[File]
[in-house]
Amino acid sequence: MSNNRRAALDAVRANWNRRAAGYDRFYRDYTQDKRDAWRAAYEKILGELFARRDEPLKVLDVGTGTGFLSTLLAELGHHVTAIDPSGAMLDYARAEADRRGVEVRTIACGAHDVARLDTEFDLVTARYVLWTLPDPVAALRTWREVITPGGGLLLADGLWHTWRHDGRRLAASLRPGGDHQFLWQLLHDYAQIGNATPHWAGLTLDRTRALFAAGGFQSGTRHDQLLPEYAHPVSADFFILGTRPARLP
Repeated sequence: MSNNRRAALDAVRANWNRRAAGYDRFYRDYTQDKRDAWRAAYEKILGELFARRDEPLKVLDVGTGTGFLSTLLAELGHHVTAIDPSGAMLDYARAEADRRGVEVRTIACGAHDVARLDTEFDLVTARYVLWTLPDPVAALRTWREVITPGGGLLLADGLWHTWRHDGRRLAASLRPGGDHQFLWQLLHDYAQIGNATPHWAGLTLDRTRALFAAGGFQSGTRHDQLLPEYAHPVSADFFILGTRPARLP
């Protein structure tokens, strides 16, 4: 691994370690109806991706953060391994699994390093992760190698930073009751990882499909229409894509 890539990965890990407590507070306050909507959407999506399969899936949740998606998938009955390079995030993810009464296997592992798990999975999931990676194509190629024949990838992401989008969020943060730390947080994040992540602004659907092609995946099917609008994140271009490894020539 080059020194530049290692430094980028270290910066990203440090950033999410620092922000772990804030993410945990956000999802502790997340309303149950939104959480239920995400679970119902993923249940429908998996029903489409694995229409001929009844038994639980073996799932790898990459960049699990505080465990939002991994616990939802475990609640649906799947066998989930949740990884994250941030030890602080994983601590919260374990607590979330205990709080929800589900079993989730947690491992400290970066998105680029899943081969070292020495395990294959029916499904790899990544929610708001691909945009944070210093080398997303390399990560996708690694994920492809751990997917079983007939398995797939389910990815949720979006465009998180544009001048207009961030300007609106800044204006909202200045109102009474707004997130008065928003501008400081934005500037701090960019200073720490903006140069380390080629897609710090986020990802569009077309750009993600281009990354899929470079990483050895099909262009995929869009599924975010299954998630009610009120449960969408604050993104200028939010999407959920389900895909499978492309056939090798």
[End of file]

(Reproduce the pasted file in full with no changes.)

[in-house]
Amino acid sequence: MSNNRRAALDAVRANWNRRAAGYDRFYRDYTQDKRDAWRAAYEKILGELFARRDEPLKVLDVGTGTGFLSTLLAELGHHVTAIDPSGAMLDYARAEADRRGVEVRTIACGAHDVARLDTEFDLVTARYVLWTLPDPVAALRTWREVITPGGGLLLADGLWHTWRHDGRRLAASLRPGGDHQFLWQLLHDYAQIGNATPHWAGLTLDRTRALFAAGGFQSGTRHDQLLPEYAHPVSADFFILGTRPARLP
Repeated sequence: MSNNRRAALDAVRANWNRRAAGYDRFYRDYTQDKRDAWRAAYEKILGELFARRDEPLKVLDVGTGTGFLSTLLAELGHHVTAIDPSGAMLDYARAEADRRGVEVRTIACGAHDVARLDTEFDLVTARYVLWTLPDPVAALRTWREVITPGGGLLLADGLWHTWRHDGRRLAASLRPGGDHQFLWQLLHDYAQIGNATPHWAGLTLDRTRALFAAGGFQSGTRHDQLLPEYAHPVSADFFILGTRPARLP
């Protein structure tokens, strides 16, 4: 691994370690109806991706953060391994699994390093992760190698930073009751990882499909229409894509 890539990965890990407590507070306050909507959407999506399969899936949740998606998938009955390079995030993810009464296997592992798990999975999931990676194509190629024949990838992401989008969020943060730390947080994040992540602004659907092609995946099917609008994140271009490894020539 080059020194530049290692430094980028270290910066990203440090950033999410620092922000772990804030993410945990956000999802502790997340309303149950939104959480239920995400679970119902993923249940429908998996029903489409694995229409001929009844038994639980073996799932790898990459960049699990505080465990939002991994616990939802475990609640649906799947066998989930949740990884994250941030030890602080994983601590919260374990607590979330205990709080929800589900079993989730947690491992400290970066998105680029899943081969070292020495395990294959029916499904790899990544929610708001691909945009944070210093080398997303390399990560996708690694994920492809751990997917079983007939398995797939389910990815949720979006465009998180544009001048207009961030300007609106800044204006909202200045109102009474707004997130008065928003501008400081934005500037701090960019200073720490903006140069380390080629897609710090986020990802569009077309750009993600281009990354899929470079990483050895099909262009995929869009599924975010299954998630009610009120449960969408604050993104200028939010999407959920389900895909499978492309056939090798």